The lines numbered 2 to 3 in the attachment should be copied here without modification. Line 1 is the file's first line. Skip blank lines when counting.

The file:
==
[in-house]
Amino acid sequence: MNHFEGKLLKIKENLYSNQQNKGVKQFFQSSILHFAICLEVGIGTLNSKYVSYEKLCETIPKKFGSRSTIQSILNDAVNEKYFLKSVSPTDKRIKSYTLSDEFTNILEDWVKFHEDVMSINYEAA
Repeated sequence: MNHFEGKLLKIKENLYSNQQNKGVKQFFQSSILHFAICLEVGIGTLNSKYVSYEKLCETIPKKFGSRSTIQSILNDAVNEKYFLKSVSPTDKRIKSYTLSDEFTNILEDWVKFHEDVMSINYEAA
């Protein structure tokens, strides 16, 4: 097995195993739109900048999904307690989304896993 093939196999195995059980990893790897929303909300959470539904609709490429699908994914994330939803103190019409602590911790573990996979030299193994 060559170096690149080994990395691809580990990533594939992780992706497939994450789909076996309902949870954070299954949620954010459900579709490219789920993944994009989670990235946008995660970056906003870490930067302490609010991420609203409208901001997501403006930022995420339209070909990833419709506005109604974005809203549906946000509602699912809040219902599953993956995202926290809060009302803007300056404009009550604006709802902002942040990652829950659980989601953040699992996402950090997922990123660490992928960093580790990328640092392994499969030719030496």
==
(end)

Amino acid sequence: MNHFEGKLLKIKENLYSNQQNKGVKQFFQSSILHFAICLEVGIGTLNSKYVSYEKLCETIPKKFGSRSTIQSILNDAVNEKYFLKSVSPTDKRIKSYTLSDEFTNILEDWVKFHEDVMSINYEAA
Repeated sequence: MNHFEGKLLKIKENLYSNQQNKGVKQFFQSSILHFAICLEVGIGTLNSKYVSYEKLCETIPKKFGSRSTIQSILNDAVNEKYFLKSVSPTDKRIKSYTLSDEFTNILEDWVKFHEDVMSINYEAA